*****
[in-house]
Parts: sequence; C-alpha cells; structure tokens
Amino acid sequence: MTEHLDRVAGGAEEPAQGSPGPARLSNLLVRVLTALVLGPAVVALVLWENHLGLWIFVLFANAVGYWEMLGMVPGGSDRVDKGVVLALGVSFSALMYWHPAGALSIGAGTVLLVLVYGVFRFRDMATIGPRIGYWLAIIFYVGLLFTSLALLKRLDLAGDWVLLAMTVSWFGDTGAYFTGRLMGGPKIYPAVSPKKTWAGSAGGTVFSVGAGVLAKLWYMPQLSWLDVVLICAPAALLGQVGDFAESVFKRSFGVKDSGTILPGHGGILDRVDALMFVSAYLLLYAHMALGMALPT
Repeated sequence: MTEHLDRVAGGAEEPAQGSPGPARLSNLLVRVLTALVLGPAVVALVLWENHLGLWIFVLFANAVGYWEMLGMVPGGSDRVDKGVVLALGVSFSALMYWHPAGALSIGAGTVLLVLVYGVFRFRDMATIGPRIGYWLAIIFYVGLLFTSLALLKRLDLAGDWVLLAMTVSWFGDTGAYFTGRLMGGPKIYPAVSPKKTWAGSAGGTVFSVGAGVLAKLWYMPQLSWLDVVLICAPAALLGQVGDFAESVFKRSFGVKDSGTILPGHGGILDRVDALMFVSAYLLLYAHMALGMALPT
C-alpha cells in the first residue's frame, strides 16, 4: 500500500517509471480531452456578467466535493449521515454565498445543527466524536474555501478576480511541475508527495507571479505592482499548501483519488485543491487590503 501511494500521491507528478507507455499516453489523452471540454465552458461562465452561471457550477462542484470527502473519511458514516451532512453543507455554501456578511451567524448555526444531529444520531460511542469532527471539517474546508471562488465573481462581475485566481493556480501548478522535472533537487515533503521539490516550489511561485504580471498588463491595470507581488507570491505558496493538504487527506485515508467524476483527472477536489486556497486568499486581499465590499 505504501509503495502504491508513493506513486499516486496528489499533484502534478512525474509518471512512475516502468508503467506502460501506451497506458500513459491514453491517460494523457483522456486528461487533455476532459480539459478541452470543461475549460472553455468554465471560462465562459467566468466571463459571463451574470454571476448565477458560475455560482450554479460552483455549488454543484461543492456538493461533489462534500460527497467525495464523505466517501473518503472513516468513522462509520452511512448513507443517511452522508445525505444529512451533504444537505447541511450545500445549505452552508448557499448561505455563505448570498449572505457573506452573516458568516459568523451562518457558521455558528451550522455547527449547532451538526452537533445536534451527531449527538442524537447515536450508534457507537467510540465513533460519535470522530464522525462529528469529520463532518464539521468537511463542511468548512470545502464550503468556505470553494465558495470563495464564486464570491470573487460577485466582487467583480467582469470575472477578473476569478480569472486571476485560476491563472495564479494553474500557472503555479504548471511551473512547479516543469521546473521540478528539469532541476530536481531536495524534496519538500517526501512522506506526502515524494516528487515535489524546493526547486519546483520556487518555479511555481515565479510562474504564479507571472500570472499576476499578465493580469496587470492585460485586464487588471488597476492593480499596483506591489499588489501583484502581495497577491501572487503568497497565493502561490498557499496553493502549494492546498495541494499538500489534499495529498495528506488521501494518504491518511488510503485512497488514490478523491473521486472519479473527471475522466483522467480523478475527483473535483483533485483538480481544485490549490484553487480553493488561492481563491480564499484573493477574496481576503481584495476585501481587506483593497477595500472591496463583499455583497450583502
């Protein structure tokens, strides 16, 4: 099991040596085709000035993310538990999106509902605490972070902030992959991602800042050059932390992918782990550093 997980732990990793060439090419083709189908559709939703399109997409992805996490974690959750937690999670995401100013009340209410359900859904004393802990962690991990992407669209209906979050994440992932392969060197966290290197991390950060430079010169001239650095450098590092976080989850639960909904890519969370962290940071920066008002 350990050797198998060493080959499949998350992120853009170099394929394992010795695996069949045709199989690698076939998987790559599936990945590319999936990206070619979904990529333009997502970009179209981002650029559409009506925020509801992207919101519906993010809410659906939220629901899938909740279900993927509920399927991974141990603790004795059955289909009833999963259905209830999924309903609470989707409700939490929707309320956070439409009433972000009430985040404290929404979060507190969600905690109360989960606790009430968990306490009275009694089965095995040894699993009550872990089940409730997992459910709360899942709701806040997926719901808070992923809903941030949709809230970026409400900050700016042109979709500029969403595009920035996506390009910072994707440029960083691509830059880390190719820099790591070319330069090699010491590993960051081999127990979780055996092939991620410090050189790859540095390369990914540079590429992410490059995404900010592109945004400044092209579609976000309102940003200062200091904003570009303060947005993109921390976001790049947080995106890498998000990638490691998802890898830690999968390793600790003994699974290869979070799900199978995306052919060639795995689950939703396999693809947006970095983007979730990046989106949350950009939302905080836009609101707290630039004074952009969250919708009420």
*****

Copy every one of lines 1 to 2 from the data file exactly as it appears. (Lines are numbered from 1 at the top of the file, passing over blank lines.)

[in-house]
Parts: sequence; C-alpha cells; structure tokens